Zara’s behaviour in the aftermath of her scandal was weird, and not something “normal” people would ever do. But that is exactly the point. Zara is not normal, she is a commodity now, remember? She knows this, Sam Thompson knows this (hence the Tik-Tok), and we know this. She would be stupid to not keep up this gig. It is her job to be consumed, therefore she must provide content for us to consume.
In a recorded lecture, artist Ann Hirsch speaks of her time on a reality show and mentions how she thinks the American Dream has changed. Before, the dream was to move to America, work insanely hard for a little amount of money, and then, eventually be able to own your own house. Now, the dream is to go onto a reality show and ride out your fifteen minutes of fame for as long as possible, whilst getting paid huge amounts of money to do so. She also mentions the derogatory connotations about reality TV stars. Such as how they must be “fame hungry” and “desperate” to go on them, when in fact, they are just products of the current climate. Zara, too, is a product of the current climate. This is her biggest storyline since she was booted off Love Island and her partner Adam refused to leave with her. She has to ride this out, it is her job.
How many higher-ups signed off on this, and more importantly, why?
The amount of people that must have signed off on Zara furthering her own public humiliation by allowing her to continue to post declarations of love for an ex-boyfriend on an Instagram account is concerning. Her Instagram account is part of her brand, part of the commodity, part of how she makes her money. I find it hard to believe that she did not consult anyone before posting that. But herein lies the problem, these posts probably were signed off by her team. Why wouldn’t they sign off on this? This only garners more attention, more consumers, meaning more money for them to get a cut of.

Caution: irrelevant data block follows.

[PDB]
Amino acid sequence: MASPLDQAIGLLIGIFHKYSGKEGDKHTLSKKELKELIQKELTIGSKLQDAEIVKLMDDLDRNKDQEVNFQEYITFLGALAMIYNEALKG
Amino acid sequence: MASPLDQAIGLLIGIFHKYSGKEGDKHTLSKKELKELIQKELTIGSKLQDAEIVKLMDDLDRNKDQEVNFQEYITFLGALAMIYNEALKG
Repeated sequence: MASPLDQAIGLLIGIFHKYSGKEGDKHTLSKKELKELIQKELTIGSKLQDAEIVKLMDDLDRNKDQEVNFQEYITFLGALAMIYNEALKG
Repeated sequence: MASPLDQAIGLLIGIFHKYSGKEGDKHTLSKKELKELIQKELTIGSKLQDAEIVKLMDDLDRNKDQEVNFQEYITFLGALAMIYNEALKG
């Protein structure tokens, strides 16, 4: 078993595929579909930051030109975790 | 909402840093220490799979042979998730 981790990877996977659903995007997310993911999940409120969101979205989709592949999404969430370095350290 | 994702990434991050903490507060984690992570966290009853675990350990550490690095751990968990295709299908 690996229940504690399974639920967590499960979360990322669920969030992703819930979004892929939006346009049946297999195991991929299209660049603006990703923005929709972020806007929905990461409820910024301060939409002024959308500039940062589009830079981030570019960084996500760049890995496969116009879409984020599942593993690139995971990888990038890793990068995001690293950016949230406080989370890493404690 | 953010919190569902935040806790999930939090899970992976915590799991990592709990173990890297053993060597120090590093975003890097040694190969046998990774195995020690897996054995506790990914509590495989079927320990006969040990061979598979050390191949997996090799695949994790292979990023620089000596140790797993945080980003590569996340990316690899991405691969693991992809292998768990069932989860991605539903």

Reality TV and its stars are used as a platform to sell and monetize followers and fan bases by constantly advertising these brands (people), while we the audience buy into these products simply by viewing it.
Reality TV and influencer culture has been compared to Michel Focault’s discussion of the Panopticon many times. The concept references a circular prison with cells arranged around a central well, from which prisoners could be observed at all times. Foucault writes about how the Panopticon provides an apparatus for supervising its own mechanisms, and that the director inside the institutional building may spy on all the employees that he has under his orders. This process correlates with reality TV production and the management of influencers: reality TV and influencing platforms are their “institutions” which are then projected onto society to consume. Foucault goes on to explain that the director of the Panopticon is able to continuously judge the prisoners he has under his orders by spying on them, and that this allows him to alter their behaviours and impose upon them the methods he thinks best. Again, this mirrors the way reality TV and influencer culture works and is produced. Except in this instance, we are the ‘director’ continuously judging reality TV personalities and is, partly, why we, as a society, are so obsessed with watching reality TV – we control the kind of content we want to see. Similarly, the producers of reality TV alter the cast’s behaviours by imposing new constructed scenarios much like the director in the Panopticon.
Unfortunately for Zara and every other influencer and reality TV star, this could mean – because of the way our society is set up, consuming everything we can – that they barely even have ownership of their own lives. Yet, it could be argued this is all through fault of their own, they signed up for it after all, but it seems as if the fault is ours too. Unfortunately for Zara, she is this month’s victim of public humiliation – a humiliation that is well documented and will remain in the cybersphere for probably ever.
However, fortunately for Zara, she is also this month’s employee of the month.